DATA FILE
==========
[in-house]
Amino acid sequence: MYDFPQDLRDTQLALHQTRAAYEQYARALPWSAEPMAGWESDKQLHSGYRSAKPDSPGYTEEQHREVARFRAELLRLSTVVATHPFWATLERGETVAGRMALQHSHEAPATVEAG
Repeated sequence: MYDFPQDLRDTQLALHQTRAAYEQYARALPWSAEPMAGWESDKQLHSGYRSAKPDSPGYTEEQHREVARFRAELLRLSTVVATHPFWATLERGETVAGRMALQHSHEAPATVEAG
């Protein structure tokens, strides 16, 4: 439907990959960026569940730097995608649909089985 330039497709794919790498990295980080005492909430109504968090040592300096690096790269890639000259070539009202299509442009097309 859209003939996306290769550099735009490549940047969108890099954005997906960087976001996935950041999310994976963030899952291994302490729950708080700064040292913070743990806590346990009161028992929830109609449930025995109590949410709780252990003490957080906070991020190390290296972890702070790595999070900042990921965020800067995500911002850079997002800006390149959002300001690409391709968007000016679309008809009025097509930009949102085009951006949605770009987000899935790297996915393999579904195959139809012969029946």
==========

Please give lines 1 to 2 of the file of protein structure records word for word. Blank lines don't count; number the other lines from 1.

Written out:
[in-house]
Amino acid sequence: MYDFPQDLRDTQLALHQTRAAYEQYARALPWSAEPMAGWESDKQLHSGYRSAKPDSPGYTEEQHREVARFRAELLRLSTVVATHPFWATLERGETVAGRMALQHSHEAPATVEAG